Five years later, in 1997, Whedon got his chance as executive producer of the series Buffy the Vampire Slayer, which premiered on the small WB Network. For seven seasons, the Emmy-winning series gave us an empowered Buffy (played by Sarah Michelle Gellar), who kicked all kinds of demonic and vampiric butt in her hometown of Sunnydale, California, and beyond, focusing primarily on the “Hellmouth,” a demonic gateway below Sunny-dale High. At its most base metaphor, one can't help but be amused by the dichotomy of high school being equated to hell.
Amid all the campy comedy, drama, paranormal terror, and martial arts wrapped around scores of vampires and other malfeasants, Buffy came to know Angel, played by the ever-charming David Boreanaz, whose badass vampire rears its ugly head when he and Buffy engage in a night of passion. Tragic and metaphorical in its subtext, this meeting of vampire and vampire slayer proved so successful that it launched a spin-off, simply titled Angel (see Chapter 13).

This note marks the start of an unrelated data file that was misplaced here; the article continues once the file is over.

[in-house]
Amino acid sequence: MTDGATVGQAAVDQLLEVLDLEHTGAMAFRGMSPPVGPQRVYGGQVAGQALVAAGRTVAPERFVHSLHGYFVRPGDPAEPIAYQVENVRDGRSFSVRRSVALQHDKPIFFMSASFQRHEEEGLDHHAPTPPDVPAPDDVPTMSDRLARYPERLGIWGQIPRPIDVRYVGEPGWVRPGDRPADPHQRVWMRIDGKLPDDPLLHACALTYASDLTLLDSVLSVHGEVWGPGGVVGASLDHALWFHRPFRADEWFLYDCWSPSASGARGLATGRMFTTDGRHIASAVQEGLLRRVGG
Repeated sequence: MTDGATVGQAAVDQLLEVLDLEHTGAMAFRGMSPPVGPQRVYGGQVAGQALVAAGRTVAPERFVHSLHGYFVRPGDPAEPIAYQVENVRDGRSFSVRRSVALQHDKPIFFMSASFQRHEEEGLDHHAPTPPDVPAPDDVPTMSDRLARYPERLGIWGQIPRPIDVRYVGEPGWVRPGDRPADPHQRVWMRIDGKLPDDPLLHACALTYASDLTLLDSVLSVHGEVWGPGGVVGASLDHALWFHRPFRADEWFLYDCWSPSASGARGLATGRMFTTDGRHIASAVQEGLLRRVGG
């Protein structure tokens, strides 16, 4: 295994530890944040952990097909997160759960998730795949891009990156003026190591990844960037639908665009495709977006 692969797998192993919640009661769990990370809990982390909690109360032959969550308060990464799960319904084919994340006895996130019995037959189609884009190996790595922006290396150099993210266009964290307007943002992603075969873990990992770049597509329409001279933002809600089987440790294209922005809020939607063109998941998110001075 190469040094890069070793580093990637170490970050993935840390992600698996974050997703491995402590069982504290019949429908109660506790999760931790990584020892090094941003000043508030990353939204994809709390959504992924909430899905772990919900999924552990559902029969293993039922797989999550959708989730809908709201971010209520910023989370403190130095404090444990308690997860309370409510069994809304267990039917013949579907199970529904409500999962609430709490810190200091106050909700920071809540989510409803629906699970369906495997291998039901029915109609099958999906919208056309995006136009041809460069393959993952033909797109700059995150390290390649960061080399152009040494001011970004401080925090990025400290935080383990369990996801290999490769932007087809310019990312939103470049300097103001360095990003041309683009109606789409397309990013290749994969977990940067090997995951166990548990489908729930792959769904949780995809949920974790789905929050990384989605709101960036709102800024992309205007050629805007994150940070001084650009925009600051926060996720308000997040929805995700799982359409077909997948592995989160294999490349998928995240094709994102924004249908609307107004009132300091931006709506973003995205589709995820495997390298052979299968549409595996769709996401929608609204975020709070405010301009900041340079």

Premiering in 1999 on the WB, Angel highlights the triumphs and extremely tortured soul of the 200-year-old vampire Angelus, who spends his first millennia killing with reckless abandon but who, courtesy a band of revenge-minded gypsies, has his human soul firmly restored to his vampiric body. An exceptional twist on vampire lore, Angel is tormented by the zeitgeist of his murderous ways and driven to help others as a private investigator in a quest to alleviate his eternal angst and remorse. With Buffy creator Joss Whedon at the helm, David Boreanaz truly shines as a tortured creature, whose somber reckonings, memories, and killings offer up the dichotomy of a reluctant vampire and alternately a vampire unwilling to forfeit his immortality so that he can continue making restitution to humanity.